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Putting It Simply: What Is a Temporary Resident?

Temporary residents are individuals with foreign nationalities that are given residence visas or permits in a country for a certain period of time and for a specific purpose, such as for work or study.


Note: This article uses the term “visa” and “permit” interchangeably, as different countries around the world use either term exclusively, although sometimes interchangeably.

Types of Temporary Residents

There are several types of temporary residents, although the most common ones are probably individuals on work or study permits.

Here is an article that outlines the 6 common types of temporary visas.

Can Temporary Visas be Renewed?

The premise of what constitute temporary residents is that their residence status is temporary, meaning that legally speaking, they are expected to leave the country after their visa expires.

In some cases, temporary residents are welcome to apply to become permanent residents if they would like to, but that is subject to a lengthier process and it would only work if they were to meet certain requirements, whether through education, employment, and spousal or family relationships.

The process to become a permanent resident can often take years. If a temporary resident is not (yet) eligible to become a permanent resident, they may be able to renew their temporary status to extend their stay in a country.

However, not all temporary resident visas are renewable, meaning some temporary residents might only be allowed to obtain certain permits a limited number of time, although usually there are other alternatives, such as whether they are able to find a company/institution to sponsor them for the visas, et cetera. For example, holders of Ireland’s Working Holiday Authorisation can only stay and work in Ireland for up to 2 years, after which they have to leave, or participate in other visa programs to continue remaining in the country.

Some temporary resident visas that can be renewed will be subject to certain conditions. For instance, holders of Singapore’s Employment Pass which are typically issued with a validity between 2–3 years at a time can renew the work permit provided that they and their employers meet certain criteria (e.g. salary requirements, employer compliance, and so on).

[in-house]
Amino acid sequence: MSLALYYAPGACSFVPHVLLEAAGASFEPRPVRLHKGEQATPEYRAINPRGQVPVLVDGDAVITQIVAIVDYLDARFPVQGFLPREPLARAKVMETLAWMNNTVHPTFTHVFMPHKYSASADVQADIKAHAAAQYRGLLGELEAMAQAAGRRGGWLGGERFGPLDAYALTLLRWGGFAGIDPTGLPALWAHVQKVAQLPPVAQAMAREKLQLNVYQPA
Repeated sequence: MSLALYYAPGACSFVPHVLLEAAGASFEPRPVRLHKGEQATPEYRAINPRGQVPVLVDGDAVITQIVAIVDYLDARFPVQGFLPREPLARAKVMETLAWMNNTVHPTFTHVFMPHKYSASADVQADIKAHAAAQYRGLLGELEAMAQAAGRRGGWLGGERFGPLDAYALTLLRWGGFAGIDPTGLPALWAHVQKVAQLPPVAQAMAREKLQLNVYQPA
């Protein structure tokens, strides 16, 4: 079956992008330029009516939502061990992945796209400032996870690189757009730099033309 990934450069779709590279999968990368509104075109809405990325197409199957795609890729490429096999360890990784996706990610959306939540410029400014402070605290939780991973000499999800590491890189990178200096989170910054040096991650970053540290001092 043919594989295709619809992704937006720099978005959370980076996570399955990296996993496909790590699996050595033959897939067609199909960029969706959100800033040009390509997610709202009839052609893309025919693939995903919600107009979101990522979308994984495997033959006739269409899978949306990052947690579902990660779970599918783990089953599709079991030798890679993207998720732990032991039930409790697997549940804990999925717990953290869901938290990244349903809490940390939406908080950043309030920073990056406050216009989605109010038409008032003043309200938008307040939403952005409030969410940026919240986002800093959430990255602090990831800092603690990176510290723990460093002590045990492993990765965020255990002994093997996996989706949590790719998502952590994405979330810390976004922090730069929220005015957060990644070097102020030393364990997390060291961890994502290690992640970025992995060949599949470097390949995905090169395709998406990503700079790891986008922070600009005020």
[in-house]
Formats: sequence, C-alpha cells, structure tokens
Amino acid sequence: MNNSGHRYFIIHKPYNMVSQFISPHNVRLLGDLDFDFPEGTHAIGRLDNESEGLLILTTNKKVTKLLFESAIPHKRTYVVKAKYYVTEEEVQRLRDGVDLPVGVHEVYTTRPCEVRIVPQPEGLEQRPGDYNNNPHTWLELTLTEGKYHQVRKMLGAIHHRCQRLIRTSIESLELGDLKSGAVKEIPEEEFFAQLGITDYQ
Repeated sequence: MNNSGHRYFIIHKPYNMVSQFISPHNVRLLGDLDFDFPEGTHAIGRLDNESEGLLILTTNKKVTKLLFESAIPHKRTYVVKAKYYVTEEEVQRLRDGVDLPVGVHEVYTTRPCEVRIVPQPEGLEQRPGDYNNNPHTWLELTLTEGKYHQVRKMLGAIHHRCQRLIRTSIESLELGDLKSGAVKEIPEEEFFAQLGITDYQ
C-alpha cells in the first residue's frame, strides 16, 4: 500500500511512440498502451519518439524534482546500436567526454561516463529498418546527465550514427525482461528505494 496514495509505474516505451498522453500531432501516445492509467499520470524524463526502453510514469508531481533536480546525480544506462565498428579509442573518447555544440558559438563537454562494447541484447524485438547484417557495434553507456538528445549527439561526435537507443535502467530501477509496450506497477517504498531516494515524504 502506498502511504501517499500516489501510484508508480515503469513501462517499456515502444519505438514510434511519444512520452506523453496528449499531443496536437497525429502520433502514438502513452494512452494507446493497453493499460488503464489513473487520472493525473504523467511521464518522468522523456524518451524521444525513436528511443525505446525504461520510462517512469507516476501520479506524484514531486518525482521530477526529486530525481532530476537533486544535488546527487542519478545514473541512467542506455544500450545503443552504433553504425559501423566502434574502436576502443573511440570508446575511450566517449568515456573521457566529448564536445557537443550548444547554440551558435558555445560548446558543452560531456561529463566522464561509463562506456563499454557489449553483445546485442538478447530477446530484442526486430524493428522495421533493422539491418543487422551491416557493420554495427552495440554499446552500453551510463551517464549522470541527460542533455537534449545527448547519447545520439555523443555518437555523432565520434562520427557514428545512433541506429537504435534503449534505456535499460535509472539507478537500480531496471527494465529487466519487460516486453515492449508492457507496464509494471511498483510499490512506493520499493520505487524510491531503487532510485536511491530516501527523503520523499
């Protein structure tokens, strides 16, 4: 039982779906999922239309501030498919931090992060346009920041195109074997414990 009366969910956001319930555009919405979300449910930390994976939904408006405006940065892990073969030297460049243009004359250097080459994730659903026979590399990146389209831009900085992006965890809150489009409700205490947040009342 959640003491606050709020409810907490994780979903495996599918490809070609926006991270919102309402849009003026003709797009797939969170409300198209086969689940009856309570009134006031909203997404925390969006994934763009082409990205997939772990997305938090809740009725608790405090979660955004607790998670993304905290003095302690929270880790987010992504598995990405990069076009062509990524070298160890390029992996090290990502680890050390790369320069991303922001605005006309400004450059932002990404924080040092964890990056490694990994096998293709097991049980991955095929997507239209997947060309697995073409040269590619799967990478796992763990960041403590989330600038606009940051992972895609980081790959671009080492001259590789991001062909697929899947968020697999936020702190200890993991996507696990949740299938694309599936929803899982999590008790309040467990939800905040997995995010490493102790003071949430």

Study permits are usually renewable with proof of financial ability to meet tuition and living costs, as well as a bona fide acceptance letter to an academic institution, amongst other factors. Some countries with temporary retirement visas, such as New Zealand’s Temporary Retirement Visitor Visa program are also renewable provided that its holders continue to meet the financial requirements.

Rights and Privileges of a Temporary Resident

It is often the case that temporary residents do not possess the same rights and privileges as permanent residents and citizens.

This is why if you are tempted to move abroad, it is imperative to consider the fact that you may not be fully entitled to what might make the grass seem greener on the other side as a temporary resident until you have put in the work to become a permanent resident or a citizen of the country.

Read more: 5 Privileges You Might Not Have as a Temporary Resident Abroad

The Psychology of Temporary Residents

Suffice to say, life as a temporary resident in another country is relatively unstable compared to that of citizens and permanent residents.

Oftentimes, temporary residents are unable to take concrete action on their long-term life plans because their future depends on what happens after their visa expires in a few years’ time, and also because visa renewals and permanent residencies are not guaranteed.

Read more: The Peril of Losing Stability When Moving Abroad

DISCLAIMER
All information in this website is intended for educational purposes only and does not constitute any personalized financial, tax, or legal advice. Please consult a professional if you need a further examination of your specific situation.


Hi, I'm Ryan.

Over the past 10 years, I've lived & worked in 5 cities across 3 countries.

I like helping others to move abroad, and helping them to decide whether they should.

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